APEC must resist protectionist policies

Moving forward, APEC leaders need to lead the way in removing trade barriers to fight the economic impact brought about by the outbreak, says its secretariat ED

By DASHVEENJIT KAUR / Pic By MHD AMIN NAHARUL

ASIA-PACIFIC Economic Cooperation (APEC) economies must not retreat into protectionism to combat the grave challenges posed by the Covid-19 pandemic, its secretariat ED Tan Sri Dr Rebecca Fatima Sta Maria said.

In a virtual briefing by the World Economic Forum and World Health Organisation (WHO) Western-Pacific region, Sta Maria said trade-restrictive policies would only hamper and delay recovery efforts.

“Moving forward, APEC leaders need to lead the way in removing trade barriers to fight the economic impact brought about by the outbreak.

“What we need now is an open trade policy to facilitate access to medical goods. At this time, it is important that we do not retreat into protectionist measures, instead support each other in this endeavour,” she said during the virtual media briefing.

Sta Maria believed most importantly, barriers on essential tools needed to fight the outbreak, including medical equipment, medicines, basic protective items and personal protective equipment should be removed.

Echoing her thoughts was WHO regional director for Western Pacific Dr Takeshi Kasai who said nations should not have to choose between health and livelihoods.

“We have to bring up both. We see a vaccine as a global public good, which belongs to everyone around the world,” he said.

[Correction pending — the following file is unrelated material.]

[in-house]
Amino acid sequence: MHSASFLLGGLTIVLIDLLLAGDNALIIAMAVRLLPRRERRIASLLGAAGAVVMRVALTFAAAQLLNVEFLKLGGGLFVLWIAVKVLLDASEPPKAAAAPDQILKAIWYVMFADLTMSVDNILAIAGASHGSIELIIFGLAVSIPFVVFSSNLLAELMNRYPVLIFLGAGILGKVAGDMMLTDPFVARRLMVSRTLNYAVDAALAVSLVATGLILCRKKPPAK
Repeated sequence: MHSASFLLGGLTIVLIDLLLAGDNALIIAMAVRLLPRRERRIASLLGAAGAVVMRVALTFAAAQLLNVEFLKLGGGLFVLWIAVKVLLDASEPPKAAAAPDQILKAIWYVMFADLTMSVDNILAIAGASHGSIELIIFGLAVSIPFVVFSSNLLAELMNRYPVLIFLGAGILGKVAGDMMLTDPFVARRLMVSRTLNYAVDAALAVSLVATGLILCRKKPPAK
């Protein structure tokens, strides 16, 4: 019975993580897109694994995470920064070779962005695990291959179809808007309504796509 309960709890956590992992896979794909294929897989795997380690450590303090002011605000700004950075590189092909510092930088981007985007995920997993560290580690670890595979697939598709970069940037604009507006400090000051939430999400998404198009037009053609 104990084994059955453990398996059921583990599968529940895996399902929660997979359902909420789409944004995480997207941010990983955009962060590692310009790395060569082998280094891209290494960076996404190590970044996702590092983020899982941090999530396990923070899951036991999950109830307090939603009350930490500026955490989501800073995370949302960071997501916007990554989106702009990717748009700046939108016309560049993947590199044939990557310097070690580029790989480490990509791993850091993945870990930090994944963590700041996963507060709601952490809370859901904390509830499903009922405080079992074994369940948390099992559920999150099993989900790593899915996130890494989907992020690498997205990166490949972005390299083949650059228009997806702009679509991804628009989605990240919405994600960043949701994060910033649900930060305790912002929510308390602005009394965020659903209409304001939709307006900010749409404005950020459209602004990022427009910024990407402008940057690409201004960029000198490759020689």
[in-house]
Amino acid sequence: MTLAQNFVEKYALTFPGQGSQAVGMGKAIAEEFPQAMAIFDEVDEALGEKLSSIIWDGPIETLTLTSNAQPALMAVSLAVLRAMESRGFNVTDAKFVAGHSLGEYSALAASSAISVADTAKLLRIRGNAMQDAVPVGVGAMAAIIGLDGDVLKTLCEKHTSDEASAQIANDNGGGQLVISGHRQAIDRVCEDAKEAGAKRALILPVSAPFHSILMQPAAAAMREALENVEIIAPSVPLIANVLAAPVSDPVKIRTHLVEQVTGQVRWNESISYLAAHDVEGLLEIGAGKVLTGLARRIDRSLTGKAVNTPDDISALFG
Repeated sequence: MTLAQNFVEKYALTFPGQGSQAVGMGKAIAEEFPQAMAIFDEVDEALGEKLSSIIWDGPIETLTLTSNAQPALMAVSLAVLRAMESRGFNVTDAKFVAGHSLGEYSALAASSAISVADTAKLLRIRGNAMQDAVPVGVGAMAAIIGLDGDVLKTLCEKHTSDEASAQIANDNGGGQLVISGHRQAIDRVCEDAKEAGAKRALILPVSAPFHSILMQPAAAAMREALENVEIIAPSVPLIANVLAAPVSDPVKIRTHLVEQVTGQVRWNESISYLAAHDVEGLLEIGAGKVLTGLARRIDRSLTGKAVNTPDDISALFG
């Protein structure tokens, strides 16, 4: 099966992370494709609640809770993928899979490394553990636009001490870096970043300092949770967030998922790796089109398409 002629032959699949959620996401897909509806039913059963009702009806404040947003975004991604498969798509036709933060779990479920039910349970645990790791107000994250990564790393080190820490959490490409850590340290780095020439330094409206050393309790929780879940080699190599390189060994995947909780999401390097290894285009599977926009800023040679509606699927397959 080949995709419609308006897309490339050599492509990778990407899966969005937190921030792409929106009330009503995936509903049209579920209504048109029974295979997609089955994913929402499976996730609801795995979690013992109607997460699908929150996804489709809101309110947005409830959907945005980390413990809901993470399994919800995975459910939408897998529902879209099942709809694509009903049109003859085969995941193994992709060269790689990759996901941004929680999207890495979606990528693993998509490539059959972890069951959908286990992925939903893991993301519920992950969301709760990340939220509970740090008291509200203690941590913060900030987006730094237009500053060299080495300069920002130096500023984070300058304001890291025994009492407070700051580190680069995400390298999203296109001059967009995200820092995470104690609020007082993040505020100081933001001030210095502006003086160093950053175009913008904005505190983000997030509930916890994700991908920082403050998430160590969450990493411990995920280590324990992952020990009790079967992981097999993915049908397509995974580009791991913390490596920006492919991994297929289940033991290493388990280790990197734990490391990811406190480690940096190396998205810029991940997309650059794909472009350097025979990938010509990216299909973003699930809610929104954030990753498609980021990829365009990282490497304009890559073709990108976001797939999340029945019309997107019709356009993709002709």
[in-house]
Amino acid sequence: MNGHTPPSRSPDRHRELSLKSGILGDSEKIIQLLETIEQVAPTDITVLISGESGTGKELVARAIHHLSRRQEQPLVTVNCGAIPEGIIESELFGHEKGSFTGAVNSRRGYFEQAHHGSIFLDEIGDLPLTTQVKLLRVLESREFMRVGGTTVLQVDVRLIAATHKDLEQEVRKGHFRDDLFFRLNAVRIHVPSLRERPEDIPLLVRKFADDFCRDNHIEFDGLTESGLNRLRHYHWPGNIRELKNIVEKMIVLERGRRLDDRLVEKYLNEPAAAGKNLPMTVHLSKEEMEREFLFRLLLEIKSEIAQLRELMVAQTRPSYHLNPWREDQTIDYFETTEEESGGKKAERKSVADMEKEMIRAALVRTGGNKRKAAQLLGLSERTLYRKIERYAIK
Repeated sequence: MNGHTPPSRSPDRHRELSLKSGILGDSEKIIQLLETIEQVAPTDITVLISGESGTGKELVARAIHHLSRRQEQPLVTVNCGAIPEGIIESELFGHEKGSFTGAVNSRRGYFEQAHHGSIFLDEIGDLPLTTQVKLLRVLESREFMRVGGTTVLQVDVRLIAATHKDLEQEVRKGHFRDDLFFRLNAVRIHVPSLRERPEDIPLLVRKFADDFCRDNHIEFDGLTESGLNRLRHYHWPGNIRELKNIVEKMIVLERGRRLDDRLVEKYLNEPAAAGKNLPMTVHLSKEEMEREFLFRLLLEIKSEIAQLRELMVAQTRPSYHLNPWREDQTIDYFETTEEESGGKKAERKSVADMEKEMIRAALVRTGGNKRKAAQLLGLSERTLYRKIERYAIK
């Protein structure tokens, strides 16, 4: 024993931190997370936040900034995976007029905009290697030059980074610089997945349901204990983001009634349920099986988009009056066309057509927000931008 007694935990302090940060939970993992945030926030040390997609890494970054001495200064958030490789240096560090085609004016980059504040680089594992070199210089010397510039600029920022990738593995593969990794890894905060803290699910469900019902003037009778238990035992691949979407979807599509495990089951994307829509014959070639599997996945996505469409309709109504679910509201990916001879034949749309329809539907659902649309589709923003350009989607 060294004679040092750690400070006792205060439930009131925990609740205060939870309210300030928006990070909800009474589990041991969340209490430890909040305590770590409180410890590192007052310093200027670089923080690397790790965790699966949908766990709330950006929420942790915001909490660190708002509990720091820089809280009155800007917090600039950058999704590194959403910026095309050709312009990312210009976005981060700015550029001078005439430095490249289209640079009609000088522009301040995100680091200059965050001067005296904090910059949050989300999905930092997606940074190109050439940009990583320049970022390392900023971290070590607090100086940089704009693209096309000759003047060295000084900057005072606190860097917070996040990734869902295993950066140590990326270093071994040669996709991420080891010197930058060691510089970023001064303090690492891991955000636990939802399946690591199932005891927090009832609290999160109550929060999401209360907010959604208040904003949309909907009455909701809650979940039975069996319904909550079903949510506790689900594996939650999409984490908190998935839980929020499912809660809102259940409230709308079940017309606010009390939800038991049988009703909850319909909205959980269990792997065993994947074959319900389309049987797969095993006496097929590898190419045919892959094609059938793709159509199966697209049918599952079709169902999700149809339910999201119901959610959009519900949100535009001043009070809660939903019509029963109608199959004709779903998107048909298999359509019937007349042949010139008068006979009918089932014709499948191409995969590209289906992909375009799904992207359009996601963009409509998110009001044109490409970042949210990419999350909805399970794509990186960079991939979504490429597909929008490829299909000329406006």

Kasai said Western-Pacific countries have succeeded in preventing a devastating uncontrolled pandemic of the Covid-19 through stringent control measures.

“The key to control the virus in this region has been proactively finding and isolating the cases of Covid-19, tracing and quarantining the contacts, and introducing stringent public health and distancing measures, including movement control — comparatively early in the outbreak.

“They have averted what would have been devastating consequences in the uncontrolled epidemic. Hospitals have not been overwhelmed and many deaths have been prevented,” he highlighted.

However, control measures have had social and economic impacts on societies and livelihoods, particularly of the vulnerable groups of population, according to Kasai.

“We must also recognise that the socioeconomic cost of some of these control measures has been enormous, especially for the most vulnerable. “We are facing a profound complex challenge — how to control the Covid-19 in our communities, while at the same time bringing back our economies and societies.

“As long as the virus keeps circulating in the interconnected world, given the current absence of safe and effective vaccines, everyone remains at risk,” he added.

He also pointed to the need to find a way to live with this virus for now, qualifying this as “the new normal”.

“As there is no ‘one-size-fits-all approach’ to lifting lockdowns, we might not do it in a perfect way at the very start, but we all have to learn as we move,” he added.

Meanwhile, Grab co-founder Tan Hooi Ling said the Covid-19 is a “black swan event that shows how interconnected we are”.

She acknowledged that corporations need to take an expanded view of their role in society.

Tan also said the overall revenue of Grab has dropped since the pandemic began.

“It was mainly dragged down by the core ride-hailing business.

“However, we have seen an uptick in our food delivery business, but the total revenue is lower than it used to be pre-Covid,” she said, adding that the South-East Asian firm is preparing for “a potentially long winter”, taking measures to be more efficient and conserve cash.